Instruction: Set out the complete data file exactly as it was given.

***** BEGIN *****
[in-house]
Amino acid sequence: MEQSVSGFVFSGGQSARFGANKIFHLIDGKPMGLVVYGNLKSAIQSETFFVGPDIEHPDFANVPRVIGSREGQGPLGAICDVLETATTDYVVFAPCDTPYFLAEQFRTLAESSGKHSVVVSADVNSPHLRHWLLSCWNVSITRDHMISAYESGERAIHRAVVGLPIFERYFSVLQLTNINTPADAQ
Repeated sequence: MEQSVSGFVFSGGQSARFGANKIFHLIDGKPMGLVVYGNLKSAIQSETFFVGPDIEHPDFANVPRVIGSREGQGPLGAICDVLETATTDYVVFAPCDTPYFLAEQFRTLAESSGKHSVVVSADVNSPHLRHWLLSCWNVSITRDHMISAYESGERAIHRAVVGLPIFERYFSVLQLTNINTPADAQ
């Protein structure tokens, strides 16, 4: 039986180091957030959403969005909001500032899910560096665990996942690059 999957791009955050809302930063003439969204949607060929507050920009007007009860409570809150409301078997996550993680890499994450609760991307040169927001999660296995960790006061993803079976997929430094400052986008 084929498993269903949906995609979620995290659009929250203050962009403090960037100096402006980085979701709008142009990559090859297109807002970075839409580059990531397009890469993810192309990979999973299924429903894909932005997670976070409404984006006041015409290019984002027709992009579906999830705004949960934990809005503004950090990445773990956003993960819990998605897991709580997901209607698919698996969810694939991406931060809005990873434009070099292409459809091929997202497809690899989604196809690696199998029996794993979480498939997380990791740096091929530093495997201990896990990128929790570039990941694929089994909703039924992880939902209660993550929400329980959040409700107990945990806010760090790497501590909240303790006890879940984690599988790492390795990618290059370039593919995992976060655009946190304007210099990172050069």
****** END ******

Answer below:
[in-house]
Amino acid sequence: MEQSVSGFVFSGGQSARFGANKIFHLIDGKPMGLVVYGNLKSAIQSETFFVGPDIEHPDFANVPRVIGSREGQGPLGAICDVLETATTDYVVFAPCDTPYFLAEQFRTLAESSGKHSVVVSADVNSPHLRHWLLSCWNVSITRDHMISAYESGERAIHRAVVGLPIFERYFSVLQLTNINTPADAQ
Repeated sequence: MEQSVSGFVFSGGQSARFGANKIFHLIDGKPMGLVVYGNLKSAIQSETFFVGPDIEHPDFANVPRVIGSREGQGPLGAICDVLETATTDYVVFAPCDTPYFLAEQFRTLAESSGKHSVVVSADVNSPHLRHWLLSCWNVSITRDHMISAYESGERAIHRAVVGLPIFERYFSVLQLTNINTPADAQ
């Protein structure tokens, strides 16, 4: 039986180091957030959403969005909001500032899910560096665990996942690059 999957791009955050809302930063003439969204949607060929507050920009007007009860409570809150409301078997996550993680890499994450609760991307040169927001999660296995960790006061993803079976997929430094400052986008 084929498993269903949906995609979620995290659009929250203050962009403090960037100096402006980085979701709008142009990559090859297109807002970075839409580059990531397009890469993810192309990979999973299924429903894909932005997670976070409404984006006041015409290019984002027709992009579906999830705004949960934990809005503004950090990445773990956003993960819990998605897991709580997901209607698919698996969810694939991406931060809005990873434009070099292409459809091929997202497809690899989604196809690696199998029996794993979480498939997380990791740096091929530093495997201990896990990128929790570039990941694929089994909703039924992880939902209660993550929400329980959040409700107990945990806010760090790497501590909240303790006890879940984690599988790492390795990618290059370039593919995992976060655009946190304007210099990172050069």